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Other Articles from The Villager

Financial circulation; are we on track?

Mon, 2 December 2013 03:12
by Sonja Ndahafa Lyamanguluka Hangula
Columns

The management of public funds in Namibia will never serve its mandate until the concerned parties, the general public included, face up to certain uncomfortable truths.
Subsequent to the tons of millions that have been thrown back to treasury this year due to under-spending, the lack of funds in some State departments due to overspending and the failure to submit financial reports to the Attorney General (AG) are major issues that need immediate proactive actions.
Not only would that be the best thing to do to ensure appropriate management of public funds but the nation would also know what the governing bodies really do as far as the set national agendas are concerned.
Sad; people who have been entrusted with authority in State departments fail the nation through their slackly management targets. How do the leaders of public entities resolve institutional problems? And how are the recommended solutions finally executed?
Over the past two decades, Namibia has become so rich that it has expanded the amount of items it spends money on but has not worked on the management of public funds. Our overspending should be justifiable in guarding social security, defense, education, public safety and other realistic social needs. Come to think of it; the taxpayer needs an explanation.
Of course much has been done for the people but let’s agree; more still needs to be done if Namibia wishes to achieve its Vision 2030 goals.
The 2007 surplus we made was through the increased payments from SACU. Thus, so much needs to be done, if Government is to manage operating its finances. First, it should protect the citizens; improve their lives and educate them, especially those in remote areas.
Our Government should cease from appointing just anybody. Rather, it should invest on human resources. It needs tough-minded personalities to forge it ahead in ministerial departments; not those working for self-enrichment. Also, economical directive steps should be taken seriously.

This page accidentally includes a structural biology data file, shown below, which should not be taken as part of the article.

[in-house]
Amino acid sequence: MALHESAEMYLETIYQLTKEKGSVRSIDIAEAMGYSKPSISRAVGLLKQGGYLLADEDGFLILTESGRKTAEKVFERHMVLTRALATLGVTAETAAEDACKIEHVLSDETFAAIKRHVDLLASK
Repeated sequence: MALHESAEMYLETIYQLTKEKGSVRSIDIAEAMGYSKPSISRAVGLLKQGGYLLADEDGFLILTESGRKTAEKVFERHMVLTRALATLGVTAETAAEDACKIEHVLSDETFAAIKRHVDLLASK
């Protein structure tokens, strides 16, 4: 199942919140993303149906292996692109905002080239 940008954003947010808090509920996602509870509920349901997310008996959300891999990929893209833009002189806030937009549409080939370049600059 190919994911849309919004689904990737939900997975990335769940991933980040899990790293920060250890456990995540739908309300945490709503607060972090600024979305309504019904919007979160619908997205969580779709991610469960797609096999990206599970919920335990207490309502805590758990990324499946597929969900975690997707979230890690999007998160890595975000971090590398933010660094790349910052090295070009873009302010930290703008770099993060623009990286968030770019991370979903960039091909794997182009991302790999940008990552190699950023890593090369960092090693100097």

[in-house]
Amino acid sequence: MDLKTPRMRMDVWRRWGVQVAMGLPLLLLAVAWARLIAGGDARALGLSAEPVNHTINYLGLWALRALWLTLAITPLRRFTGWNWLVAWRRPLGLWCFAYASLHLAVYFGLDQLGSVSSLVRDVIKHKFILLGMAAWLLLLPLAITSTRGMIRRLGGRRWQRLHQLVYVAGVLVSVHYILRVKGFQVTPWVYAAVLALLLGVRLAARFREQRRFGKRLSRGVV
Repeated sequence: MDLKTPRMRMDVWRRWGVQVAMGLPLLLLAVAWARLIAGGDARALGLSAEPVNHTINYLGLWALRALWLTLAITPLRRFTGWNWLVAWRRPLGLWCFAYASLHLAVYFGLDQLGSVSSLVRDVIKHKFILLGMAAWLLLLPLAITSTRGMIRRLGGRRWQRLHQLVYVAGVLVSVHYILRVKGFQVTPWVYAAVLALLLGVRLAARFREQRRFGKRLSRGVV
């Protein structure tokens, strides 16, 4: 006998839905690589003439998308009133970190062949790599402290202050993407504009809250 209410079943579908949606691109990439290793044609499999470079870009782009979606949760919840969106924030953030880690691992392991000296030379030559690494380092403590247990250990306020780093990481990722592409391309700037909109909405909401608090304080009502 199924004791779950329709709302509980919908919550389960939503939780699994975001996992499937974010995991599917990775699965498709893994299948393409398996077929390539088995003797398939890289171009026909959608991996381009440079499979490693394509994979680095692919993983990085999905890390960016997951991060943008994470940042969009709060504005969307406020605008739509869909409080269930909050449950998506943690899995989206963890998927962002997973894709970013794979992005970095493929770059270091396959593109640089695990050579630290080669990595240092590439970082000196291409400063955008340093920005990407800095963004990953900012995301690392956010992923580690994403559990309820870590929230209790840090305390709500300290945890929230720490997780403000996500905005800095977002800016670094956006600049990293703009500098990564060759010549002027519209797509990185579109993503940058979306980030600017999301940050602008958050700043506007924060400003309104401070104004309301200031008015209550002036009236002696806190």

CEOs should be fired by their line ministers; a la the Social Security Commission (SSC) board, which was recently fired by the line minister. State-owned Enterprises (SoEs) should also be warned over their CEOs’ salaries. Such actions are the way forward, rather than spending lots of funds on public servants who fail to do their jobs satisfactorily.
It is crucial to uphold social responsibilities and thus, Government needs to raise new wonder-heads who will solve the problems of the modern Namibia tomorrow.
The quality of services rendered by our civil servants [in ministerial departments]; parastatal managers, PSes, State CEOs and their deputies, is mind boggling. For starters, senior civil servants under each minister must know what goes on in those ministries. SoEs need to provide good results and should understand audit reports are not prepared for sake of it; they are a reflection of accountability for taxpayer’s money spent.
Our AG needs a tentative policy that would grant him the power to deal with failure to submit audit reports. Otherwise, millions of dollars will continue to disappear at the expense of taxpayer’s pocket.
If everyone did their jobs properly, each permanent secretary of each State department would know if they are sticking to their budgets; whether they are overspending or under-spending. In fact, before a national budget is drafted, Government should not release funds to serving departments that have not submitted their previous financial year’s audit reports.
Namibia needs accountability in governance. It needs to halt ineffective and needless spending of the taxpayer’s money. Those in charge should use public funds on things that benefit the entire nation. Director: Chairperson Charles Siyauya, Deputy Chairperson Paulus Pari, Noreen Modipa, Bernard Mbeha (CE)